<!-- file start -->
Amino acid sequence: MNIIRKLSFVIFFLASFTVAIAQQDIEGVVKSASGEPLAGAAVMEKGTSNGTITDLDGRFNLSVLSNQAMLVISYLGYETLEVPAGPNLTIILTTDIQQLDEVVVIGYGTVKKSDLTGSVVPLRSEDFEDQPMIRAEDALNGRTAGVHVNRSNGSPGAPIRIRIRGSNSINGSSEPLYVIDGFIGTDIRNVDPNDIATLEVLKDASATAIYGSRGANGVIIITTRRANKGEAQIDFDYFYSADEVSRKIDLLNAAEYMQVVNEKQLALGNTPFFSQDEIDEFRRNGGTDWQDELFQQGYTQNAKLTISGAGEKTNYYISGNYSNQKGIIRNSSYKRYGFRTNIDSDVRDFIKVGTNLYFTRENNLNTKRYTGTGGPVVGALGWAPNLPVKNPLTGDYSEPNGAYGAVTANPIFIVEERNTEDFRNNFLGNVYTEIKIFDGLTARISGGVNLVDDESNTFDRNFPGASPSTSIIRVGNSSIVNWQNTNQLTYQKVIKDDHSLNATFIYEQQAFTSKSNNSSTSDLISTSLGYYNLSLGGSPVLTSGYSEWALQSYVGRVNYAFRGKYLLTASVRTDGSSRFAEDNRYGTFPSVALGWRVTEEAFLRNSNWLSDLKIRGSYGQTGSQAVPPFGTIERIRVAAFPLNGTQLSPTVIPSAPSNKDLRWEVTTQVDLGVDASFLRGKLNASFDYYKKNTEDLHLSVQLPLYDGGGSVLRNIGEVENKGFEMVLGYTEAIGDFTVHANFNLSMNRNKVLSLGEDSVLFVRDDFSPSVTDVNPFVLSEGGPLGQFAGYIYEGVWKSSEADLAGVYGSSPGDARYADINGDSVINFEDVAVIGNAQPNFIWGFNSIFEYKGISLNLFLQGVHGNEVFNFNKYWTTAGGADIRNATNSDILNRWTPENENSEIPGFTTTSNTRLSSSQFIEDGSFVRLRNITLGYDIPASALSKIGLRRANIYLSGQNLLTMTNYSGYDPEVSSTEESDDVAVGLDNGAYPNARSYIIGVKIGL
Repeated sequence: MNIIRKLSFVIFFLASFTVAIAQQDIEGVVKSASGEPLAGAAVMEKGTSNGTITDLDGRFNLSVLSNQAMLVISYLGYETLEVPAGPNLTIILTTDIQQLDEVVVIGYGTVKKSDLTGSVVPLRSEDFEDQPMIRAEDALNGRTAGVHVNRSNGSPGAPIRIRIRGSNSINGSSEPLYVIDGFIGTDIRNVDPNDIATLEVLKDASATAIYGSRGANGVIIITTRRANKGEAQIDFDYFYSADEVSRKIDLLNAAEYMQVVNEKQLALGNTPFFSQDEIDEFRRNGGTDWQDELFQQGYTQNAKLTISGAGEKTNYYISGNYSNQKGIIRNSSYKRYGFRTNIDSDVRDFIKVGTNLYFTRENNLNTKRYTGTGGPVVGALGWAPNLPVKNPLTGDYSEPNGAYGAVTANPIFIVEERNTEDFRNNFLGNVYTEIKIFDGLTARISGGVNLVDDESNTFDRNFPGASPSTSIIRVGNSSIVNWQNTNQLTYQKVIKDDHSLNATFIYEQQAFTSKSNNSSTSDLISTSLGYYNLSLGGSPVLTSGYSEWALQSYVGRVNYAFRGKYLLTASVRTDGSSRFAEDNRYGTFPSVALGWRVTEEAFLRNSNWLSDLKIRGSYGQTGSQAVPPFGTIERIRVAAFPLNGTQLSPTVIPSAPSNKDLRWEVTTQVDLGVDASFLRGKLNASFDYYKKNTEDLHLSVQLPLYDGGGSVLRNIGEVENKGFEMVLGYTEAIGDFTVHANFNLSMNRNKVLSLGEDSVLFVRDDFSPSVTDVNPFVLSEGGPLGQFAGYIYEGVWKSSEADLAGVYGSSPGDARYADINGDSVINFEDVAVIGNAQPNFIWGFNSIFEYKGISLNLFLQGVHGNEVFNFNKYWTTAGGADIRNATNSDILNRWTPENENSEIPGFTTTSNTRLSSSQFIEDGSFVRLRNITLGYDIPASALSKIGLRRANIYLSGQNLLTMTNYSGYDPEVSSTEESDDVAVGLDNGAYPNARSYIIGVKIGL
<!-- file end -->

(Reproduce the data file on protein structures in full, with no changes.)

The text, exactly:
Amino acid sequence: MNIIRKLSFVIFFLASFTVAIAQQDIEGVVKSASGEPLAGAAVMEKGTSNGTITDLDGRFNLSVLSNQAMLVISYLGYETLEVPAGPNLTIILTTDIQQLDEVVVIGYGTVKKSDLTGSVVPLRSEDFEDQPMIRAEDALNGRTAGVHVNRSNGSPGAPIRIRIRGSNSINGSSEPLYVIDGFIGTDIRNVDPNDIATLEVLKDASATAIYGSRGANGVIIITTRRANKGEAQIDFDYFYSADEVSRKIDLLNAAEYMQVVNEKQLALGNTPFFSQDEIDEFRRNGGTDWQDELFQQGYTQNAKLTISGAGEKTNYYISGNYSNQKGIIRNSSYKRYGFRTNIDSDVRDFIKVGTNLYFTRENNLNTKRYTGTGGPVVGALGWAPNLPVKNPLTGDYSEPNGAYGAVTANPIFIVEERNTEDFRNNFLGNVYTEIKIFDGLTARISGGVNLVDDESNTFDRNFPGASPSTSIIRVGNSSIVNWQNTNQLTYQKVIKDDHSLNATFIYEQQAFTSKSNNSSTSDLISTSLGYYNLSLGGSPVLTSGYSEWALQSYVGRVNYAFRGKYLLTASVRTDGSSRFAEDNRYGTFPSVALGWRVTEEAFLRNSNWLSDLKIRGSYGQTGSQAVPPFGTIERIRVAAFPLNGTQLSPTVIPSAPSNKDLRWEVTTQVDLGVDASFLRGKLNASFDYYKKNTEDLHLSVQLPLYDGGGSVLRNIGEVENKGFEMVLGYTEAIGDFTVHANFNLSMNRNKVLSLGEDSVLFVRDDFSPSVTDVNPFVLSEGGPLGQFAGYIYEGVWKSSEADLAGVYGSSPGDARYADINGDSVINFEDVAVIGNAQPNFIWGFNSIFEYKGISLNLFLQGVHGNEVFNFNKYWTTAGGADIRNATNSDILNRWTPENENSEIPGFTTTSNTRLSSSQFIEDGSFVRLRNITLGYDIPASALSKIGLRRANIYLSGQNLLTMTNYSGYDPEVSSTEESDDVAVGLDNGAYPNARSYIIGVKIGL
Repeated sequence: MNIIRKLSFVIFFLASFTVAIAQQDIEGVVKSASGEPLAGAAVMEKGTSNGTITDLDGRFNLSVLSNQAMLVISYLGYETLEVPAGPNLTIILTTDIQQLDEVVVIGYGTVKKSDLTGSVVPLRSEDFEDQPMIRAEDALNGRTAGVHVNRSNGSPGAPIRIRIRGSNSINGSSEPLYVIDGFIGTDIRNVDPNDIATLEVLKDASATAIYGSRGANGVIIITTRRANKGEAQIDFDYFYSADEVSRKIDLLNAAEYMQVVNEKQLALGNTPFFSQDEIDEFRRNGGTDWQDELFQQGYTQNAKLTISGAGEKTNYYISGNYSNQKGIIRNSSYKRYGFRTNIDSDVRDFIKVGTNLYFTRENNLNTKRYTGTGGPVVGALGWAPNLPVKNPLTGDYSEPNGAYGAVTANPIFIVEERNTEDFRNNFLGNVYTEIKIFDGLTARISGGVNLVDDESNTFDRNFPGASPSTSIIRVGNSSIVNWQNTNQLTYQKVIKDDHSLNATFIYEQQAFTSKSNNSSTSDLISTSLGYYNLSLGGSPVLTSGYSEWALQSYVGRVNYAFRGKYLLTASVRTDGSSRFAEDNRYGTFPSVALGWRVTEEAFLRNSNWLSDLKIRGSYGQTGSQAVPPFGTIERIRVAAFPLNGTQLSPTVIPSAPSNKDLRWEVTTQVDLGVDASFLRGKLNASFDYYKKNTEDLHLSVQLPLYDGGGSVLRNIGEVENKGFEMVLGYTEAIGDFTVHANFNLSMNRNKVLSLGEDSVLFVRDDFSPSVTDVNPFVLSEGGPLGQFAGYIYEGVWKSSEADLAGVYGSSPGDARYADINGDSVINFEDVAVIGNAQPNFIWGFNSIFEYKGISLNLFLQGVHGNEVFNFNKYWTTAGGADIRNATNSDILNRWTPENENSEIPGFTTTSNTRLSSSQFIEDGSFVRLRNITLGYDIPASALSKIGLRRANIYLSGQNLLTMTNYSGYDPEVSSTEESDDVAVGLDNGAYPNARSYIIGVKIGL